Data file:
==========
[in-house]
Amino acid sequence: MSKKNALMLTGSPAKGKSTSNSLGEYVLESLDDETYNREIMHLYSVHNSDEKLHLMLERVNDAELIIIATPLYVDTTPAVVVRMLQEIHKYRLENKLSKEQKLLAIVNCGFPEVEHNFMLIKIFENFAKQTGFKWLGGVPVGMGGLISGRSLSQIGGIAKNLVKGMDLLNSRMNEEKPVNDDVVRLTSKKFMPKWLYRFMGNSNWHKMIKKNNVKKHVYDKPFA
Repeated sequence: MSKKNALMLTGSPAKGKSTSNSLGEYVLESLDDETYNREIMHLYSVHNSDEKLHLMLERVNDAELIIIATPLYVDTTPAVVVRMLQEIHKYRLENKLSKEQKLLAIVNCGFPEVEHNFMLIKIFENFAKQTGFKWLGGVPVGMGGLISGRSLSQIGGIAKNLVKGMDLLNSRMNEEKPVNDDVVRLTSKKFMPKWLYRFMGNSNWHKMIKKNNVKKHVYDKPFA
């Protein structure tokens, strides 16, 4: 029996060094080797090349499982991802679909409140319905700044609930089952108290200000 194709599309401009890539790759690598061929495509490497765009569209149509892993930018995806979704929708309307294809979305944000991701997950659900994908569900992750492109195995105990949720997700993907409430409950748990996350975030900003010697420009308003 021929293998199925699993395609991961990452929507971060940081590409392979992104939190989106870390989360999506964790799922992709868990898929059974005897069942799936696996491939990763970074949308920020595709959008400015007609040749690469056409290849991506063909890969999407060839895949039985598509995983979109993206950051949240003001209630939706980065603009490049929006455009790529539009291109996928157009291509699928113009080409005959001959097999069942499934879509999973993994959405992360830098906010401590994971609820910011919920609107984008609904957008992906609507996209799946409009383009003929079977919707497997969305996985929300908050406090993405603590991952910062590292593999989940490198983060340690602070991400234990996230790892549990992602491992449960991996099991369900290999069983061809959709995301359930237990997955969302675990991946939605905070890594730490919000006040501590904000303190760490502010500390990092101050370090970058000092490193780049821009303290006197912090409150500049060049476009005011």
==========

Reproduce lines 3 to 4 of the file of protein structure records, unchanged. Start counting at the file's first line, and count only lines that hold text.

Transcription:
Repeated sequence: MSKKNALMLTGSPAKGKSTSNSLGEYVLESLDDETYNREIMHLYSVHNSDEKLHLMLERVNDAELIIIATPLYVDTTPAVVVRMLQEIHKYRLENKLSKEQKLLAIVNCGFPEVEHNFMLIKIFENFAKQTGFKWLGGVPVGMGGLISGRSLSQIGGIAKNLVKGMDLLNSRMNEEKPVNDDVVRLTSKKFMPKWLYRFMGNSNWHKMIKKNNVKKHVYDKPFA
């Protein structure tokens, strides 16, 4: 029996060094080797090349499982991802679909409140319905700044609930089952108290200000 194709599309401009890539790759690598061929495509490497765009569209149509892993930018995806979704929708309307294809979305944000991701997950659900994908569900992750492109195995105990949720997700993907409430409950748990996350975030900003010697420009308003 021929293998199925699993395609991961990452929507971060940081590409392979992104939190989106870390989360999506964790799922992709868990898929059974005897069942799936696996491939990763970074949308920020595709959008400015007609040749690469056409290849991506063909890969999407060839895949039985598509995983979109993206950051949240003001209630939706980065603009490049929006455009790529539009291109996928157009291509699928113009080409005959001959097999069942499934879509999973993994959405992360830098906010401590994971609820910011919920609107984008609904957008992906609507996209799946409009383009003929079977919707497997969305996985929300908050406090993405603590991952910062590292593999989940490198983060340690602070991400234990996230790892549990992602491992449960991996099991369900290999069983061809959709995301359930237990997955969302675990991946939605905070890594730490919000006040501590904000303190760490502010500390990092101050370090970058000092490193780049821009303290006197912090409150500049060049476009005011």